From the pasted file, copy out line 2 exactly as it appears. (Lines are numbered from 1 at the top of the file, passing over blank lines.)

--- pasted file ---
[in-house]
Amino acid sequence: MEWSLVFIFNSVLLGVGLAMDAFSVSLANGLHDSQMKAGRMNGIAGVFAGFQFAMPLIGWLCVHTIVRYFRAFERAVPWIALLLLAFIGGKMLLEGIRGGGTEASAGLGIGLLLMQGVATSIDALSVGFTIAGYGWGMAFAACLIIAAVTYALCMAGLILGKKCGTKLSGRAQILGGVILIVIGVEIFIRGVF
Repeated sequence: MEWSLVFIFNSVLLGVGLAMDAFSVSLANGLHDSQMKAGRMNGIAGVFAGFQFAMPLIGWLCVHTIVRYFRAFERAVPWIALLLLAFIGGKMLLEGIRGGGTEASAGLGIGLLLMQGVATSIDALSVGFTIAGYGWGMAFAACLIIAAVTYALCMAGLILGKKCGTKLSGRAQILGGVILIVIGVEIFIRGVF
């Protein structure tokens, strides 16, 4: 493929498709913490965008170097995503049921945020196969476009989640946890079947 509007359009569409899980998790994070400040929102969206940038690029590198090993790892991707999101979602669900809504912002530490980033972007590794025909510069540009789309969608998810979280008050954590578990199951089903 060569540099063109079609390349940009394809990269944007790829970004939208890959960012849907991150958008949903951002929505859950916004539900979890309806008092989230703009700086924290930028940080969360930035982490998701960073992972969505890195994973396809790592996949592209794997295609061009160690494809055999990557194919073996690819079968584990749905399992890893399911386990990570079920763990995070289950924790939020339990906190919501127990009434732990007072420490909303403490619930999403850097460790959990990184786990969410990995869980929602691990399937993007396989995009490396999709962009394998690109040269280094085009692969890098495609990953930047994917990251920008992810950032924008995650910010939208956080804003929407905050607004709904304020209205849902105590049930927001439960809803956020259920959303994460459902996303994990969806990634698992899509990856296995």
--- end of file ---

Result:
Amino acid sequence: MEWSLVFIFNSVLLGVGLAMDAFSVSLANGLHDSQMKAGRMNGIAGVFAGFQFAMPLIGWLCVHTIVRYFRAFERAVPWIALLLLAFIGGKMLLEGIRGGGTEASAGLGIGLLLMQGVATSIDALSVGFTIAGYGWGMAFAACLIIAAVTYALCMAGLILGKKCGTKLSGRAQILGGVILIVIGVEIFIRGVF